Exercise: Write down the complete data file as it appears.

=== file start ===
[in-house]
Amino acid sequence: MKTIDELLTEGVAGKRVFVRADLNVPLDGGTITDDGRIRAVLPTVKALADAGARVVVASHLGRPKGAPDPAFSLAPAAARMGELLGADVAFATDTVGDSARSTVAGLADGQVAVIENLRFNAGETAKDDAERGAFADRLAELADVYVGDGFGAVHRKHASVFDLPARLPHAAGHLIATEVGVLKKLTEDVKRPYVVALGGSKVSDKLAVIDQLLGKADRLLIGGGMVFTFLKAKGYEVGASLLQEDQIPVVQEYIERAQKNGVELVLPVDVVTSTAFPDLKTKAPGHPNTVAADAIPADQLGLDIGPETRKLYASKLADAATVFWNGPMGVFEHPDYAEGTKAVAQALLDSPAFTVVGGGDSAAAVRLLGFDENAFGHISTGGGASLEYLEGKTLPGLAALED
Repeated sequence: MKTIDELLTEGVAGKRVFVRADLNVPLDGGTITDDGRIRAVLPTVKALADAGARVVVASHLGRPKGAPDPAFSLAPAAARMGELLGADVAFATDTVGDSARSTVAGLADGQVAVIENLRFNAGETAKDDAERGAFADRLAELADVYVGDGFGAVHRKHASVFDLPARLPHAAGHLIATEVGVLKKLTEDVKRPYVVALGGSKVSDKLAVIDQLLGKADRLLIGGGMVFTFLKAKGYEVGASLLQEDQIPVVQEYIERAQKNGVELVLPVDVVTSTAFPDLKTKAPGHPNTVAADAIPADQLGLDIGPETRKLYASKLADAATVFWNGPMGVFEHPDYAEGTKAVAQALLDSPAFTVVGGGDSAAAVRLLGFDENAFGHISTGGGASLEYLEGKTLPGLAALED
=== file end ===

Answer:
[in-house]
Amino acid sequence: MKTIDELLTEGVAGKRVFVRADLNVPLDGGTITDDGRIRAVLPTVKALADAGARVVVASHLGRPKGAPDPAFSLAPAAARMGELLGADVAFATDTVGDSARSTVAGLADGQVAVIENLRFNAGETAKDDAERGAFADRLAELADVYVGDGFGAVHRKHASVFDLPARLPHAAGHLIATEVGVLKKLTEDVKRPYVVALGGSKVSDKLAVIDQLLGKADRLLIGGGMVFTFLKAKGYEVGASLLQEDQIPVVQEYIERAQKNGVELVLPVDVVTSTAFPDLKTKAPGHPNTVAADAIPADQLGLDIGPETRKLYASKLADAATVFWNGPMGVFEHPDYAEGTKAVAQALLDSPAFTVVGGGDSAAAVRLLGFDENAFGHISTGGGASLEYLEGKTLPGLAALED
Repeated sequence: MKTIDELLTEGVAGKRVFVRADLNVPLDGGTITDDGRIRAVLPTVKALADAGARVVVASHLGRPKGAPDPAFSLAPAAARMGELLGADVAFATDTVGDSARSTVAGLADGQVAVIENLRFNAGETAKDDAERGAFADRLAELADVYVGDGFGAVHRKHASVFDLPARLPHAAGHLIATEVGVLKKLTEDVKRPYVVALGGSKVSDKLAVIDQLLGKADRLLIGGGMVFTFLKAKGYEVGASLLQEDQIPVVQEYIERAQKNGVELVLPVDVVTSTAFPDLKTKAPGHPNTVAADAIPADQLGLDIGPETRKLYASKLADAATVFWNGPMGVFEHPDYAEGTKAVAQALLDSPAFTVVGGGDSAAAVRLLGFDENAFGHISTGGGASLEYLEGKTLPGLAALED